Creator Of Pandemic Making New Board Game Called Climate Crisis

Matt Leacock’s Pandemic, was probably the most relevant board game of the past year. However, the designer is currently working on a game which addresses one of the most glaring issues of the past decade, climate change.

According to Dicebreaker, Climate Crisis has been in production since March 2020 along with co-designer, Matteo Menapace. The game tasks up to four players with preventing the Earth’s temperature from further rising, and hence slowing down the harmful effects of climate change. Players can take charge of one of four geographical areas – the United States, China, Europe and the Global South, and work together to reduce greenhouse gas emission.

Players will use various cards which will act as policies to lower carbon emission, taking place in a set of rounds indicating four years. They will have to prevent brown cubes from being placed on the board; these indicate the carbon emission levels. Players can do this by implementing policies like food waste recycling or building clean energy structures like solar power plants.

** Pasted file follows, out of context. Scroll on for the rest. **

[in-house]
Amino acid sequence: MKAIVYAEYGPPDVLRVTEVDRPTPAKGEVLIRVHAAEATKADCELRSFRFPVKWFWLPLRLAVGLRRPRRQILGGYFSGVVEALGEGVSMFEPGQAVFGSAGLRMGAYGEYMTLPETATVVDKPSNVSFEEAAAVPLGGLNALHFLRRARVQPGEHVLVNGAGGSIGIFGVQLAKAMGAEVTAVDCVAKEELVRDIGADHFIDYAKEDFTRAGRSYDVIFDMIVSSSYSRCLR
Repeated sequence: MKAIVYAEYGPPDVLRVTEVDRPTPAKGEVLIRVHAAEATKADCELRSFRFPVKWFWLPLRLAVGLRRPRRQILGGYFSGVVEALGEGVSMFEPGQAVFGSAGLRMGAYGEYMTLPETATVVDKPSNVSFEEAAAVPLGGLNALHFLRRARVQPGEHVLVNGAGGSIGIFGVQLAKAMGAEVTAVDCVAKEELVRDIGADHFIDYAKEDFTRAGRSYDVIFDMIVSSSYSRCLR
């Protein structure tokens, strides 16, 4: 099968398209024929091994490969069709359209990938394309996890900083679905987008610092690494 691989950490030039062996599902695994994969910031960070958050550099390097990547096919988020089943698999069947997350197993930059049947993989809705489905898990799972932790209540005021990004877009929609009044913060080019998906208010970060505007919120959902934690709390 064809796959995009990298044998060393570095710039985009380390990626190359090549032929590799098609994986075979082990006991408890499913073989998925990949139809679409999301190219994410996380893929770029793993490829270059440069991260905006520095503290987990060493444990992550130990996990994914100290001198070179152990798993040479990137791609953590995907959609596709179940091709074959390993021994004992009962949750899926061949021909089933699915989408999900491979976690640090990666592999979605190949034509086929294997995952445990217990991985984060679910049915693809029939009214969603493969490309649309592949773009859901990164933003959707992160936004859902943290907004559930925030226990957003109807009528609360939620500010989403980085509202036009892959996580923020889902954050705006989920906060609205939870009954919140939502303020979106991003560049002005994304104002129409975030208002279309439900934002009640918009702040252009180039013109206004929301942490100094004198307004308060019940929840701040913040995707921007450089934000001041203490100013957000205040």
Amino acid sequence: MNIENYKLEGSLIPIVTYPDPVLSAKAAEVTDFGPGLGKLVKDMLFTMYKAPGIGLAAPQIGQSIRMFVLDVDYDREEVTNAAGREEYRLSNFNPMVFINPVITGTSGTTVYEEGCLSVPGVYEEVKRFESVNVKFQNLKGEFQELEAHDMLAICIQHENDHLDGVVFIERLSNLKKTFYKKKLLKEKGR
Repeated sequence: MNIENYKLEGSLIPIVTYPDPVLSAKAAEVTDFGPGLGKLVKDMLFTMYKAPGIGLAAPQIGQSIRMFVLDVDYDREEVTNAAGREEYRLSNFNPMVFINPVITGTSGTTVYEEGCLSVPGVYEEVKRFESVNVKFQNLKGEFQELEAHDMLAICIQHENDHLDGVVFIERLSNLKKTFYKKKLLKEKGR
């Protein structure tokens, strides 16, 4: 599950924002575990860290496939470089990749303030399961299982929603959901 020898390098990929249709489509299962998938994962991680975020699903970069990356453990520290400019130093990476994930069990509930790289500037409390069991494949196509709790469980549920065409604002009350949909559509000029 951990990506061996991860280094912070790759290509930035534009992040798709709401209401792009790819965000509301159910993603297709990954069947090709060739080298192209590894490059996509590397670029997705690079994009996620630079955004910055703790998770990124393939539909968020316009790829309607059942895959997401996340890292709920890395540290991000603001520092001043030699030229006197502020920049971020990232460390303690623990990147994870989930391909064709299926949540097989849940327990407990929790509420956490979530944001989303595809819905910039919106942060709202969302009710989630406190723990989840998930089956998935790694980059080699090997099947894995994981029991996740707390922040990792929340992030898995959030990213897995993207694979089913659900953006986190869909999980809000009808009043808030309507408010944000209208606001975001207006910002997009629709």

More brown cubes on the board means higher the temperature of the Earth will go, making things worse for everyone. The game is won by making it to the final round without reaching the point of irrevocable environmental damage to the planet.

“I haven’t ever tried to create a game that was faithful to science before,” said Leacock in an interview with The New York Times. “I’ve got a big opportunity to come up with a cooperative game that makes a difference. I don’t want to blow it.”

Speaking about Leacock, Elizabeth Hargrave, the creator of Wingspan said, “Most people think of games as a thing they do as an escape from everyday life. It’s hard to wrap my head around how to make a game about a real life — very dire — situation fun. If anyone can do it, it’s Matt Leacock.”

However, researching for the game was no easy process. “I immediately fell into a big trough of despair,” said Leacock. “Climate crisis books are a rough bunch, in that they all start with laying out the crisis, trying to make you realize the gravity of the situation.”

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